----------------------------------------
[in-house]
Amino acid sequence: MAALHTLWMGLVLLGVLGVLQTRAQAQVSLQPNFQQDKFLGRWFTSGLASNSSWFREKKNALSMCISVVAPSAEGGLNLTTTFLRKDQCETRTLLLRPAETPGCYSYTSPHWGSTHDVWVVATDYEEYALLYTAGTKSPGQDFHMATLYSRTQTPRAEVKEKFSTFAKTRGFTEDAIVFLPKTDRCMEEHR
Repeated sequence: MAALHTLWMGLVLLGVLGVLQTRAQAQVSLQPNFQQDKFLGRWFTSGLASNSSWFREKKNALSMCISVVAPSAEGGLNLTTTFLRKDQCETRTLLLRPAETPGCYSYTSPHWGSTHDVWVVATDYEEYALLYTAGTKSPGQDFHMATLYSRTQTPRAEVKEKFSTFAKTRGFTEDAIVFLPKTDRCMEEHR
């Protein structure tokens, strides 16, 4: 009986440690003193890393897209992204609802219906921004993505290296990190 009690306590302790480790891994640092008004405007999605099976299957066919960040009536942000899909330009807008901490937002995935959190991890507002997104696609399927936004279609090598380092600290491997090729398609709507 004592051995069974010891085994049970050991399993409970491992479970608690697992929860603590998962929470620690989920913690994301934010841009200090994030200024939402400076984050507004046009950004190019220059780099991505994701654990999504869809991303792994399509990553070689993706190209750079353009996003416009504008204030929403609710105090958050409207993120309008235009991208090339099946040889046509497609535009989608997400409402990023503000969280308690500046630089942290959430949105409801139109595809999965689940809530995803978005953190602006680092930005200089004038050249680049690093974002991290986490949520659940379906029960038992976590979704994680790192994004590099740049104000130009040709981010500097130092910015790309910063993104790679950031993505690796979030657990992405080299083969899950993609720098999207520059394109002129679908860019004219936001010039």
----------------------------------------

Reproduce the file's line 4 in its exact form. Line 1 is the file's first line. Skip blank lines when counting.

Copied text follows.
């Protein structure tokens, strides 16, 4: 009986440690003193890393897209992204609802219906921004993505290296990190 009690306590302790480790891994640092008004405007999605099976299957066919960040009536942000899909330009807008901490937002995935959190991890507002997104696609399927936004279609090598380092600290491997090729398609709507 004592051995069974010891085994049970050991399993409970491992479970608690697992929860603590998962929470620690989920913690994301934010841009200090994030200024939402400076984050507004046009950004190019220059780099991505994701654990999504869809991303792994399509990553070689993706190209750079353009996003416009504008204030929403609710105090958050409207993120309008235009991208090339099946040889046509497609535009989608997400409402990023503000969280308690500046630089942290959430949105409801139109595809999965689940809530995803978005953190602006680092930005200089004038050249680049690093974002991290986490949520659940379906029960038992976590979704994680790192994004590099740049104000130009040709981010500097130092910015790309910063993104790679950031993505690796979030657990992405080299083969899950993609720098999207520059394109002129679908860019004219936001010039």